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    • Shell says

      It’s hard when there are people tearing you down. Even my mom telling me when I was a child that it was a good thing I was smart because I wasn’t getting by on my looks. Gee, thanks, Mom. 

  36. says

    i am terrible with confidence. Do you know how many times I read then re-read posts before i publish them and then I still worry if they’re even good enough..gah!

    • Shell says

      I understand that! Sometimes, I have to make myself stop reading or I know I’ll never hit that publish button.

  37. says

    So very true. I’ve been thinking about this a lot too lately – how to instill the nurture confidence in my kids. It’s amazing when I see it shine through in my boys and I wish that I carried more of that within myself. However, I did recently buy some sparkly headbands for working out and boy, when I have those on, I feel like I can conquer anything!
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    • Shell says

      Faking it helps. 

      Glad you linked up! I am only about halfway through, but I’m getting to yours soon! 

  38. says

    My daughter is 8 and she is full of self confidence (most of the time) but the problem we are having is that she is coming off as arrogant with that self confidence. She walks around talking about how awesome she is. We are trying to teach her to act awesome instead of saying she is awesome. But I do hope that she never loses her confidence in herself. 
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    • Shell says

      It can be a fine line.

      I was taught to always downplay my abilities. To the point of taking it too far. 

  39. says

    How cute were you?! My mom kept all of our dance recital costumes. I had a yellow one that I will never forget. Somewhere along the line, I lost my free spirit and confidence. I used to be such a social butterfly but that seemed to change when I became a mother.

    I know I need to work harder at believing in myself so my kids learn this skill themselves!
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    • Shell says

      I lost mine in junior high and started to get it back after college. Though I could definitely still use help.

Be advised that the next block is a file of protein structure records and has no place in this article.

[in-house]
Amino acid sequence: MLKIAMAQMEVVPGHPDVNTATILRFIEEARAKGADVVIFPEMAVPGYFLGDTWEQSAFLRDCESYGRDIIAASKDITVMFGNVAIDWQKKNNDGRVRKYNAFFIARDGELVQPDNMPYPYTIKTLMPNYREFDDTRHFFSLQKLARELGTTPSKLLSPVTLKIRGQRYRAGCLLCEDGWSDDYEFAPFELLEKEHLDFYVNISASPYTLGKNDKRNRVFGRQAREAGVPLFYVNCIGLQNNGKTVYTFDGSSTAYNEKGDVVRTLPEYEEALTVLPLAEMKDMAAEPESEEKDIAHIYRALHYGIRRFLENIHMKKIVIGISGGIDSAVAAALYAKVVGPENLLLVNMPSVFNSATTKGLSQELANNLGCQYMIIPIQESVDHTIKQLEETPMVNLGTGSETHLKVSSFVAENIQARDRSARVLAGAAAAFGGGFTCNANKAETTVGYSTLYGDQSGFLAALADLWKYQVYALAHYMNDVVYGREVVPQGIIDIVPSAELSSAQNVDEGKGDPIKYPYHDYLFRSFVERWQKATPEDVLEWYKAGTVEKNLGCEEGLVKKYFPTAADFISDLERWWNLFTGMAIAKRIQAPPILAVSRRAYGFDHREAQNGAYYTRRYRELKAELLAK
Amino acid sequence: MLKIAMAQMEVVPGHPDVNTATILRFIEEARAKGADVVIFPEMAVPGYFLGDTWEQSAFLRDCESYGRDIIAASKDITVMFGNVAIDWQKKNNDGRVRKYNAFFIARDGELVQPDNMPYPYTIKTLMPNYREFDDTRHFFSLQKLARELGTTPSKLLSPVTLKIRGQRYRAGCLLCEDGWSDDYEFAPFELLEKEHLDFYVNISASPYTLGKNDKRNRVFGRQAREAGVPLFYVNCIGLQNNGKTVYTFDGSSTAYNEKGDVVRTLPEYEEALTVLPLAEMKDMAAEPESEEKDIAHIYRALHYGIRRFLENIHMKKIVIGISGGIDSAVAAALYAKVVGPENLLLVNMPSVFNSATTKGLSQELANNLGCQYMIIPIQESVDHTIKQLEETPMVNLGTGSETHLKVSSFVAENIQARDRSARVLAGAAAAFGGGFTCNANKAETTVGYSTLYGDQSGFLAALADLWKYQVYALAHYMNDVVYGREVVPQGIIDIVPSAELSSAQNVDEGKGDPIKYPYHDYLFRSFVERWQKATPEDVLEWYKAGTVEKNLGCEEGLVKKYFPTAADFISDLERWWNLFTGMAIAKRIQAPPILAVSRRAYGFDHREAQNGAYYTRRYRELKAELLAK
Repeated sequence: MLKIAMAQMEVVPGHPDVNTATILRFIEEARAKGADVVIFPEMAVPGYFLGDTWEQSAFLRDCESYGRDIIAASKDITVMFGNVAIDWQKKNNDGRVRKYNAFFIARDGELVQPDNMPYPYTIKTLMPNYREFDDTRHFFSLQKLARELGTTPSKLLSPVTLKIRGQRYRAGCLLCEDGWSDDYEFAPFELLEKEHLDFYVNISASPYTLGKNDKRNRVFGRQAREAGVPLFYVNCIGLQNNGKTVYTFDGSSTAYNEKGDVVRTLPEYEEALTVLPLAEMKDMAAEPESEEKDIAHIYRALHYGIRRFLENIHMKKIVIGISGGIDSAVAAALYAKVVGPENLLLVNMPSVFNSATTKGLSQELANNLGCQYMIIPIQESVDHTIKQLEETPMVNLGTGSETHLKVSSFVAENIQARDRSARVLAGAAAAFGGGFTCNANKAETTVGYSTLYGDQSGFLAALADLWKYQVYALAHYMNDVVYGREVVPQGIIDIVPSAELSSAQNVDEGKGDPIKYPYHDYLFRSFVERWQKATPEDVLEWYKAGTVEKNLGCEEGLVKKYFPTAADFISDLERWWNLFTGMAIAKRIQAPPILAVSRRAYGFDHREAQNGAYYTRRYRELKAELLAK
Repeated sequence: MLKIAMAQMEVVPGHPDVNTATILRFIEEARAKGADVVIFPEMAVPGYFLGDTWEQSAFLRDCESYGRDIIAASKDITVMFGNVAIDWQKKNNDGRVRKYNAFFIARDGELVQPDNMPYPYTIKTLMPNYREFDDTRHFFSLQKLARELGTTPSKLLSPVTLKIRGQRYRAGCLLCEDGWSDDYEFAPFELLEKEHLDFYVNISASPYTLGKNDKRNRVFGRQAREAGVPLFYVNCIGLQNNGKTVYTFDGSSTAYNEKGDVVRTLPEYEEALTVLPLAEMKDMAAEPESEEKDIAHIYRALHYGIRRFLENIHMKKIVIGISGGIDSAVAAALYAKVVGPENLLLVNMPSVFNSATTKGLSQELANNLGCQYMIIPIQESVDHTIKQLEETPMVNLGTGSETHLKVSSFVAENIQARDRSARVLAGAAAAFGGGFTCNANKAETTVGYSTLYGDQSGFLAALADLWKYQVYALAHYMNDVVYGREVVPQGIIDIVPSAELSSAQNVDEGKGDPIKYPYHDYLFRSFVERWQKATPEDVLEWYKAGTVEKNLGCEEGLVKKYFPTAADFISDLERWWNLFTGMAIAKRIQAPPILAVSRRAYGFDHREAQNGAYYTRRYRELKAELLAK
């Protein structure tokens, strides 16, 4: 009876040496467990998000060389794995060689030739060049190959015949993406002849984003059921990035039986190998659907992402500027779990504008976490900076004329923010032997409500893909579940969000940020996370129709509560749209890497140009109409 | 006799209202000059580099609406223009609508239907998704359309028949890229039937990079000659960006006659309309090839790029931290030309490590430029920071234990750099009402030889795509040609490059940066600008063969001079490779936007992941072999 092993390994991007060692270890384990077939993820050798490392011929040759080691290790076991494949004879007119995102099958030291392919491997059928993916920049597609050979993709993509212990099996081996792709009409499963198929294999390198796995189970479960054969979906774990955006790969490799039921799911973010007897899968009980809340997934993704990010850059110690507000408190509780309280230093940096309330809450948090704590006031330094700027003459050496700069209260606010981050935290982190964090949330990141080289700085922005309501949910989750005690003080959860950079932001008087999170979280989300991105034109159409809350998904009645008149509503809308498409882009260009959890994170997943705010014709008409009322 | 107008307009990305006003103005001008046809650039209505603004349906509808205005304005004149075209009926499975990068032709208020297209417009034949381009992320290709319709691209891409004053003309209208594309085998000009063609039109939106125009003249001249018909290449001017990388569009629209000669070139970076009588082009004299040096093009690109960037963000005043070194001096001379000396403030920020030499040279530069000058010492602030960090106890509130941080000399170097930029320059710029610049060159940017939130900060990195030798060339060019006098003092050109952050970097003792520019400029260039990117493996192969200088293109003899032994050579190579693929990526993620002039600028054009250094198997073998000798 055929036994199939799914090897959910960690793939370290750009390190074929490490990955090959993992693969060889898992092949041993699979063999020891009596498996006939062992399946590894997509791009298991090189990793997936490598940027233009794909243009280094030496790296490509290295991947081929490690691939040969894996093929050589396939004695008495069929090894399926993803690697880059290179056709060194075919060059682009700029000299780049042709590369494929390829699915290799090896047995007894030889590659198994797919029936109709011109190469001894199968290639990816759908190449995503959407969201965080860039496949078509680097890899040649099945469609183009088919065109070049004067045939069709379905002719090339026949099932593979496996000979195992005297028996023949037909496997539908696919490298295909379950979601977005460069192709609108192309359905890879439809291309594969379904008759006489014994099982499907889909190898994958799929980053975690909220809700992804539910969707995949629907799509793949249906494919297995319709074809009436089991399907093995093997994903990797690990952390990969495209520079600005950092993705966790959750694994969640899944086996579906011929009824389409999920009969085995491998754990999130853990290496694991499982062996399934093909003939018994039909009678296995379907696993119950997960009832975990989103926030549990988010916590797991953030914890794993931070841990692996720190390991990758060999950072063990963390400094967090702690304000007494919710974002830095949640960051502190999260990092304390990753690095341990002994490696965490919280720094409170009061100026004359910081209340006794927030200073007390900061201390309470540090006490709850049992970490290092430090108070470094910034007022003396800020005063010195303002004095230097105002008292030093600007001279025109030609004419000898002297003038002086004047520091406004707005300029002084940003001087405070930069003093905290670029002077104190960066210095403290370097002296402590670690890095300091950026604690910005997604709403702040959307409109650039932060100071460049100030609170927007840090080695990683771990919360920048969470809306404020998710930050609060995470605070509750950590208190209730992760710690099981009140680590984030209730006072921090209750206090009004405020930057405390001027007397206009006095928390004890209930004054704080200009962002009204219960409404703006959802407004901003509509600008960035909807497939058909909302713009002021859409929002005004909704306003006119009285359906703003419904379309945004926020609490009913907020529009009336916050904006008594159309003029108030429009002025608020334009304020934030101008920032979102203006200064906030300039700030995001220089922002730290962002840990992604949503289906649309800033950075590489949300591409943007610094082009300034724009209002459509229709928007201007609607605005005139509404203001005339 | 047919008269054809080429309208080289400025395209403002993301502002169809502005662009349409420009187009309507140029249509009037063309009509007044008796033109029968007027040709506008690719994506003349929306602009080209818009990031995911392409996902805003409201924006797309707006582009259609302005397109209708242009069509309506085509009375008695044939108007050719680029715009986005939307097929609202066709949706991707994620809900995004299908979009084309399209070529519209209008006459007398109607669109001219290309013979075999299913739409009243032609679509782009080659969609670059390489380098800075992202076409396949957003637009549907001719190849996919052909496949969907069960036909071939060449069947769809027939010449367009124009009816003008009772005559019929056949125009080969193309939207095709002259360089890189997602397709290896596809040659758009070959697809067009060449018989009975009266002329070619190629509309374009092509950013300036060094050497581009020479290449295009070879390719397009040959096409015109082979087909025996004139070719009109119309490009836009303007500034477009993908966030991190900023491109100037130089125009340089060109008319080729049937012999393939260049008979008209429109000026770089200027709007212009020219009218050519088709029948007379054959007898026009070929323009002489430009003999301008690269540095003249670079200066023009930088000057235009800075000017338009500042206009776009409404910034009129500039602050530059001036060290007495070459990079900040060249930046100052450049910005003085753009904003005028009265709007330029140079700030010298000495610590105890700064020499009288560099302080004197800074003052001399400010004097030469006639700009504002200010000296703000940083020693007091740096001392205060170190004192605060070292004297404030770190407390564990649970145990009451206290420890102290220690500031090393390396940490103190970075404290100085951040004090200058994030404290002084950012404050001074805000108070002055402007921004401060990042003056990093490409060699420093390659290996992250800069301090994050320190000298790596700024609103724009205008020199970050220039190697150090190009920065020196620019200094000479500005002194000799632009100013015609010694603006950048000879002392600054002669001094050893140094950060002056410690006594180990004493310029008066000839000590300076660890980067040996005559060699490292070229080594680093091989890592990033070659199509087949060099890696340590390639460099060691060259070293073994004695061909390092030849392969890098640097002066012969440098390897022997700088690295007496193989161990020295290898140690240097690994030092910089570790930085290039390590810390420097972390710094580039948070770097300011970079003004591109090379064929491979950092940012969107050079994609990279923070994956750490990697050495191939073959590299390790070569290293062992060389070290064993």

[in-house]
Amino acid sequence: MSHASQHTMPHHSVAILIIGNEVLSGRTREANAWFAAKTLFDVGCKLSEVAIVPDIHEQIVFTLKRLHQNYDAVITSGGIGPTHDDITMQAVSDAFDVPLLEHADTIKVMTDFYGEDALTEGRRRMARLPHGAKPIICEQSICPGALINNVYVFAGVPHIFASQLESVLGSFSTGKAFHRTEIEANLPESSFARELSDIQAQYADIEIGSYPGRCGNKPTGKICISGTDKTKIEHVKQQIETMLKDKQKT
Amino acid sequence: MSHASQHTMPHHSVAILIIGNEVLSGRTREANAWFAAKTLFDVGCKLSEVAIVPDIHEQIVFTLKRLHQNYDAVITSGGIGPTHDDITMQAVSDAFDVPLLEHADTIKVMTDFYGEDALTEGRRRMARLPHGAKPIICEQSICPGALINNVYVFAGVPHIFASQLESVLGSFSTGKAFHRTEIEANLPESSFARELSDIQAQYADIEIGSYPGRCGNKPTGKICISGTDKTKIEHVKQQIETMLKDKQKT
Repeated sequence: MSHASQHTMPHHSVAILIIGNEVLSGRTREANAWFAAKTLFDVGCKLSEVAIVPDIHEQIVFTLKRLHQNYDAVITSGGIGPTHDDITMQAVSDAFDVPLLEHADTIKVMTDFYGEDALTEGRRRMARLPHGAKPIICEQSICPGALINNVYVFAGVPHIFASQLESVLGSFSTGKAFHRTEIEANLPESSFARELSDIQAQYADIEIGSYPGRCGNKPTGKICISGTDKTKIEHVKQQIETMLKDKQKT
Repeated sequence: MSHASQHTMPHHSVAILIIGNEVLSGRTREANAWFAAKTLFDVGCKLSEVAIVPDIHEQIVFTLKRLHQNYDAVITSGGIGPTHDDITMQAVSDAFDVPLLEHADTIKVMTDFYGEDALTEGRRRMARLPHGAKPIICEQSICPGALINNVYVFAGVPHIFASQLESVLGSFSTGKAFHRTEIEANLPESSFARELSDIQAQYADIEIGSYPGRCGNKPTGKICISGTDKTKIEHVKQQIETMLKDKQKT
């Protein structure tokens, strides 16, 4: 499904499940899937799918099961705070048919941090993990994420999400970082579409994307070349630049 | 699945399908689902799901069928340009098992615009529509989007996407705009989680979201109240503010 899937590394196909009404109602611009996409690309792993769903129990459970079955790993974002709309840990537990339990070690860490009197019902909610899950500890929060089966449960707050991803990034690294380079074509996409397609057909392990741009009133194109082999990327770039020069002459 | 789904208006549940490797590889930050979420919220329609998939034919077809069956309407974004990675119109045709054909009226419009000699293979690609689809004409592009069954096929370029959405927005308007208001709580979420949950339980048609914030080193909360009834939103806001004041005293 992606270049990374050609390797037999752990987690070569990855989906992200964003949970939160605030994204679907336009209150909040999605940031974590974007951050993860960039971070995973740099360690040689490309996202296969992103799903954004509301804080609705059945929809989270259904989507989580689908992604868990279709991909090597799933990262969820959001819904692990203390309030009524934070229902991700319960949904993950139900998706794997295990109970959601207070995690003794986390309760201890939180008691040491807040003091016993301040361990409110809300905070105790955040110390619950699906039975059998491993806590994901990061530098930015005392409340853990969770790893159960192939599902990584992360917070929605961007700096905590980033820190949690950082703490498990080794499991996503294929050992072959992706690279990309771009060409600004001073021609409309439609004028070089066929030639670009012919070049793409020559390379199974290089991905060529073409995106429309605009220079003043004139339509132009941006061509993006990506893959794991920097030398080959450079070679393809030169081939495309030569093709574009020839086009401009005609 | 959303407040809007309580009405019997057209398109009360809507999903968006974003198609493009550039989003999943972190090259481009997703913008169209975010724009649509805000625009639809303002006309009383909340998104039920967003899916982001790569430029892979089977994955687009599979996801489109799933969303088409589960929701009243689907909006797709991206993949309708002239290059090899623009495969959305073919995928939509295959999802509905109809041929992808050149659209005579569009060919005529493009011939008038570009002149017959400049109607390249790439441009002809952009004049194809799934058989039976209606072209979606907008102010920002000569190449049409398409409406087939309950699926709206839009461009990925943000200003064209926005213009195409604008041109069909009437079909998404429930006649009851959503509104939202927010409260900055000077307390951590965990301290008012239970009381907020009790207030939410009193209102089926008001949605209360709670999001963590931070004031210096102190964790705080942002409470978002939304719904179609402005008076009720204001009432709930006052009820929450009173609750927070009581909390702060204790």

40. says

    I wish we could have the same confidence and fearlessness of our younger selves. I try to remind myself what do you really have to lose? But even then it is still sometimes hard to put yourself out there and take those chances!!
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  41. says

    I never know how to react when people note how “confident” I appear to be. I don’t know whether to laugh because it’s all such bravado, or cry because they really have no idea how exhausting it is to live inside my own head with all the self-doubt. 

    I marvel at my 2YO’s confidence. In her mind, there’s pretty much nothing she can’t do. She’ll walk right up to a group of kids on the playground and join them in their play. It’s such a marked difference from me at that age. I never had that confidence; not in making friends or otherwise. And one of my biggest hopes as a new mother was that she didn’t “inherit” that quality from me. Right now, it appears she didn’t – and so I just pray that she continues to approach life with the type of gusto I never had as a child. 
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  42. says

    I have confidence in some aspects of life (work) and much less in others (home). It’s so strange to feel so different in two settings yet I’m the same person. I hope my daughter never lacks confidence or at least never lets her lack of confidence make her feel like less of a person – this is always on my mind.